Public officials and environmentalists in Lake County are hopeful a proposal working its way through the state Legislature could bring much-needed money to fund efforts to clean up Clear Lake and restore surrounding wetlands.
Senate Bill 1396, authored by state Senator Lois Wolk, D-Davis, and Assemblyman Bill Dodd, D-Napa, would establish a new state conservancy stretching from Solano County to the Oregon border. It would expand protections and enhance restoration of natural resources within all or parts of 13 counties, including Lake, Mendocino and Napa.
The bill was approved 6-2 last week by the Senate Committee on National Resources and Water.
Backers of the bill in resource-rich but cash-poor Lake County are hoping the conservancy will materialize, opening up new funding for efforts to improve the water quality of Clear Lake, the county’s primary tourism draw and economic engine. The lake — California’s second largest after Tahoe — suffers from algae overgrowth and mercury contamination and is in danger of being invaded by destructive non-native mussels.
“We have not been able to funnel money in to take care of (Clear Lake) properly. It’s a very important natural resource,” said Lake County Supervisor Jim Steele, a retired Fish and Game biologist.
“It could be a tremendous boost to this whole region,” said Lake County resident Victoria Brandon, chair of the Sierra Club’s Redwood Chapter.
The bill would create the Inner Coast Range Conservancy, bringing to 11 the number of state conservancies in California. They include the Coastal Conservancy, the California Tahoe Conservancy and the Sierra Nevada Conservancy.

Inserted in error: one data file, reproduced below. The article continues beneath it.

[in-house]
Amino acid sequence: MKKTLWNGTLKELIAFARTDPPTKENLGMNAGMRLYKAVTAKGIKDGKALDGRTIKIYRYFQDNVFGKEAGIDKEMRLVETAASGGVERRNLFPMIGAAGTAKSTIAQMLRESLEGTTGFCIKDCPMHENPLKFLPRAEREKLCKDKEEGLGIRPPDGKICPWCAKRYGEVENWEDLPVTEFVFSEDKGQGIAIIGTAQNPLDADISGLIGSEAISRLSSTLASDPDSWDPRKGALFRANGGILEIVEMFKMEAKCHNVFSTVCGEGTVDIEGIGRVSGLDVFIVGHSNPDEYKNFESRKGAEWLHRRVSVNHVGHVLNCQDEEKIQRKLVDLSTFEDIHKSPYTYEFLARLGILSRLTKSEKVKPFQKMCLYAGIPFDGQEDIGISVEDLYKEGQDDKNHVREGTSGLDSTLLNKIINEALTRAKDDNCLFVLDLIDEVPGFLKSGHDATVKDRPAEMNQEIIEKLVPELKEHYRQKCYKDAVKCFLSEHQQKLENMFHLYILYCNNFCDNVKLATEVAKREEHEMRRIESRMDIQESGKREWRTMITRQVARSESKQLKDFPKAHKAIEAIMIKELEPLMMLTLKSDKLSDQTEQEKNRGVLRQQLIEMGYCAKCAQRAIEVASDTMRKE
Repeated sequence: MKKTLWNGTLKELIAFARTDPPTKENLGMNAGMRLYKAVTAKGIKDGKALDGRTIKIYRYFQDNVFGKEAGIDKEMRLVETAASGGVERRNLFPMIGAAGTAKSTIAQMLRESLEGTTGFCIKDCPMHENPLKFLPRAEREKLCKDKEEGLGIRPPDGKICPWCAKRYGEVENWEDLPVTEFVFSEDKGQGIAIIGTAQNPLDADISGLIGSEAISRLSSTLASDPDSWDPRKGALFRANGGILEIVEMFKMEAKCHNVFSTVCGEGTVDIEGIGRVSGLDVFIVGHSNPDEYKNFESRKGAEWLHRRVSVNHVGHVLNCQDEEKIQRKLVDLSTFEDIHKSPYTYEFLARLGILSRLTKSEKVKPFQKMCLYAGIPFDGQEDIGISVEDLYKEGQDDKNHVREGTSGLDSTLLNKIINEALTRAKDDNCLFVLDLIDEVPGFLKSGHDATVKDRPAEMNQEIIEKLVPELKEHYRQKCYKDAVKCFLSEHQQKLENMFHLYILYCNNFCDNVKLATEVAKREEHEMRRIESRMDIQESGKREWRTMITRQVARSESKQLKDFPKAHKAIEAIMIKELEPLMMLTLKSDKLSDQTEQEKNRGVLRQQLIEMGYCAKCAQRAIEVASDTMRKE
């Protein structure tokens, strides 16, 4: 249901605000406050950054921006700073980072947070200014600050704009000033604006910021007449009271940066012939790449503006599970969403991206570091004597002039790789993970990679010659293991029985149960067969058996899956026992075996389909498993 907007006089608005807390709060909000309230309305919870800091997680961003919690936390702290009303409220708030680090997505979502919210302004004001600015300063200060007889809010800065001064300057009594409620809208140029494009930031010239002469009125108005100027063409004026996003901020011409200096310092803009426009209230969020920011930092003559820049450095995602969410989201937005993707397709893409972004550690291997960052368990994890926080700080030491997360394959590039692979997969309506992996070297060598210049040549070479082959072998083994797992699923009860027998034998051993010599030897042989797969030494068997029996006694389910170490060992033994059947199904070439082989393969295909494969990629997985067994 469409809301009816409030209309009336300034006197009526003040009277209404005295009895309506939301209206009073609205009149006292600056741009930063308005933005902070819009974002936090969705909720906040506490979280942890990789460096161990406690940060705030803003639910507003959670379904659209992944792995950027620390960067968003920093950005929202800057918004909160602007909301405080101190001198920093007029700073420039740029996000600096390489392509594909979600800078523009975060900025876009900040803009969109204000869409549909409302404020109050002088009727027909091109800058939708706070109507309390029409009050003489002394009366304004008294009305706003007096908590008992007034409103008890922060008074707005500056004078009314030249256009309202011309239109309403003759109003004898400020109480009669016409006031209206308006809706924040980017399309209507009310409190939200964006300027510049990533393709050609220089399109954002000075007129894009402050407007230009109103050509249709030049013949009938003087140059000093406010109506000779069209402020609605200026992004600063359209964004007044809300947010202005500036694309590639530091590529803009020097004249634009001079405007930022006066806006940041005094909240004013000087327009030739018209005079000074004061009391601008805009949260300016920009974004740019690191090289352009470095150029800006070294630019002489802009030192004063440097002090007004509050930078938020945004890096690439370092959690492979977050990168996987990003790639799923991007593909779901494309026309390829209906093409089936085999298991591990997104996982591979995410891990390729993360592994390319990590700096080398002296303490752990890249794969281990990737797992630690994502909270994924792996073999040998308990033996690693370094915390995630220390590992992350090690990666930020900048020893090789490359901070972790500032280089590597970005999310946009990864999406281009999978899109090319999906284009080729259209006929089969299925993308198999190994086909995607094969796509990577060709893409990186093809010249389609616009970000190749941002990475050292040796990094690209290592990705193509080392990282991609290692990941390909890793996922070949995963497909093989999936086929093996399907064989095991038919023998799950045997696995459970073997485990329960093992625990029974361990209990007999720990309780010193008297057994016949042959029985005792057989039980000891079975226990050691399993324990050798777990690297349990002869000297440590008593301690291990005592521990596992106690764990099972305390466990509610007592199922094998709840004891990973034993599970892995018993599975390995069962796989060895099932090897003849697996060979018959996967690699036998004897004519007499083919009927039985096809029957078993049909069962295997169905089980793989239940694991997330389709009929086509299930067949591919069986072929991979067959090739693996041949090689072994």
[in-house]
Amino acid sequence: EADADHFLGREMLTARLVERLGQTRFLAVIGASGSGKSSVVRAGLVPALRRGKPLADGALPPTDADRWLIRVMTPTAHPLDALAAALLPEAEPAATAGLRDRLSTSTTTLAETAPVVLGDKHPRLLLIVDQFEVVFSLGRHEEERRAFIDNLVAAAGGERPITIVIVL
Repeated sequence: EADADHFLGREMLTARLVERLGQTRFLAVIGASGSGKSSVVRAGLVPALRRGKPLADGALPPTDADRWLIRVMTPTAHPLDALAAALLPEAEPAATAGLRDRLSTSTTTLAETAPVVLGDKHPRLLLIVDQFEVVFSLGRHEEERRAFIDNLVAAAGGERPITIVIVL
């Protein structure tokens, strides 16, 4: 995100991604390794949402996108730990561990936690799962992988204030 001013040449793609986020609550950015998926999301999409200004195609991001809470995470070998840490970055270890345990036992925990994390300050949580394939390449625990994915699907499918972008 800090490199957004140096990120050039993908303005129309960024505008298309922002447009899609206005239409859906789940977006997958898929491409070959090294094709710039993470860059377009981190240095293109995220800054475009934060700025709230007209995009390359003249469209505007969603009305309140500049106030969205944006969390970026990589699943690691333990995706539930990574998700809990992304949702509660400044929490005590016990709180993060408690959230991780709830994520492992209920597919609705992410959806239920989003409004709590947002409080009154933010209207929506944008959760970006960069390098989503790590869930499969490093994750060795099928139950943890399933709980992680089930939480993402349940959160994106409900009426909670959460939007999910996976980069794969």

As proposed, the conservancy would encompass 9.5 million acres of public and private land, said Bob Schneider, senior policy director of Tuleyome, the conservation group spearheading the effort. It also launched the successful push to create the Berryessa Snow Mountain National Monument, which is within the proposed conservancy area.
Schneider said he initiated the conservancy process largely because the land and people within its proposed boundaries are losing out on millions of dollars in grant and bond funding that is available to surrounding areas that are in conservancies. The taxpayer funds support a wide range of land and water conservation and restoration projects.
“We’re kind of the blank spot on the map,” Schneider said.
Lake County has long been in search of funding that could support projects aimed at improving the water quality in Clear Lake. Slated efforts include a nearly $50 million restoration to return about 1,600 acres on the northwestern shore to wetlands by knocking down more than 14 miles of levees, many of which don’t meet current standards.
Launched more than a decade ago, the Middle Creek Project has been slowed by funding shortfalls and, to some degree, landowners who have not wanted to sell land in the project area, especially when land values plummeted, officials said.
There also have been proposals to restore other nearby wetlands that, combined with the Middle Creek project, would bring back more than half of the nearly 8,000 acres of wetlands lost or damaged in the Clear Lake Basin in the past century, according to county officials.
The restored wetlands would filter runoff and streams that feed Clear Lake, reducing mercury contamination from old mines and nutrients that promote the algae overgrowth that plagues the ancient lake, estimated to be more than 2.5 million years old.